Firm slapped with $150k fine for false, misleading ads about guaranteed loans for veterans

Mailing advertisements with false, misleading and inaccurate statements about guaranteed loans for veterans will cost a California company $150,000 in fines, the federal consumer financial protection agency said Friday.

The civil money penalty announced by the Consumer Financial Protection Bureau (CFPB) against Go Direct Lenders, Inc., of Sherman Oaks, Calif., was contained in a consent order issued by the agency.

According to a release from the CFPB, Go Direct sent consumers in 11 states more than 700,000 mailers for Veterans Administration (VA)-guaranteed mortgages that CFPB said “contained false, misleading, and inaccurate statements or that lacked required disclosures, in violation of the Consumer Financial Protection Act’s (CFPA) prohibition against deceptive acts and practices, the Mortgage Acts and Practices – Advertising Rule (MAP Rule), and Regulation Z.” The mailers were sent from March 2017 to April 2019. The mailings stopped in 2019, the agency said, after the bureau issued a civil investigative demand (CID) in April of that year.

In describing the actions Go Direct took, the agency said the advertisements misrepresented the credit terms of the advertised mortgage loan by stating credit terms that the company was not actually prepared to offer to the consumer, including advertising a lower annual percentage rate than it was prepared to offer.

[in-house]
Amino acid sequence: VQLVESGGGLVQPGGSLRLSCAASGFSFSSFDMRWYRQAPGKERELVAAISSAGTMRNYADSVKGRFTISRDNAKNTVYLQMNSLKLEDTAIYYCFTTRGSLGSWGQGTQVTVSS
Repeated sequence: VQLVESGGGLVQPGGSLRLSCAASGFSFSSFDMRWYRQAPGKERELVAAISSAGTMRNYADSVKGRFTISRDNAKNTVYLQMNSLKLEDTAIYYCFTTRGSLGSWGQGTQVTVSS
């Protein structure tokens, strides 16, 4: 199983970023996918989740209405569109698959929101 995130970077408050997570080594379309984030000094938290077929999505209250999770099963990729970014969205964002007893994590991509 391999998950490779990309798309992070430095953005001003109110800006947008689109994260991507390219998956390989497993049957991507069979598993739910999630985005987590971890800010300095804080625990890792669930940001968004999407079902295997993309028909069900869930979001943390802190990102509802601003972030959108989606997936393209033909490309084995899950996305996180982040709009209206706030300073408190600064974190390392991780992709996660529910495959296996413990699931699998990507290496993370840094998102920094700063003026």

“Go Direct also made misrepresentations about the applicable fees in connection with the advertised mortgage,” the bureau stated. “Go Direct advertisements misleadingly described variable-rate loans as ‘fixed’ rate loans, when in fact the rate was adjustable and could increase over time. Go Direct advertisements falsely stated or implied that an appraisal, assets, and income documentation were not required to qualify for certain loans and that consumers with FICO scores as low as 500 would qualify for the advertised rates.”

The bureau said the advertisements also falsely represented that Go Direct had records showing that the value of the consumer’s property had increased over the past year by a specific percentage. It said the advertisements “created the false impression that Go Direct was affiliated with the government by using words, phrases, images, or design characteristics that are associated with the VA or the Internal Revenue Service. Further, Go Direct advertisements failed to properly disclose, when required by Regulation Z, credit terms for the advertised mortgage, such as the consumer’s repayment obligations over the full term of the loan.”

In addition to the CMP, the bureau said the consent order imposes injunctive relief to prevent future violations. That includes requiring Go Direct to “bolster its compliance functions by designating an advertising compliance official who must review its mortgage advertisements for compliance with mortgage advertising laws prior to their use; prohibiting misrepresentations similar to those identified by the Bureau; and requiring Go Direct to comply with certain enhanced disclosure requirements to prevent future misrepresentations.”

In its release, the bureau made a point of noting that the action against Go Direct is the third taken by the agency against mortgage companies that use deceptive mailers to advertise VA-guaranteed mortgages. The agency said it took actions in July against Sovereign Lending Group, Inc., and Prime Choice Funding, Inc., both California corporations.

Consent order against Go Direct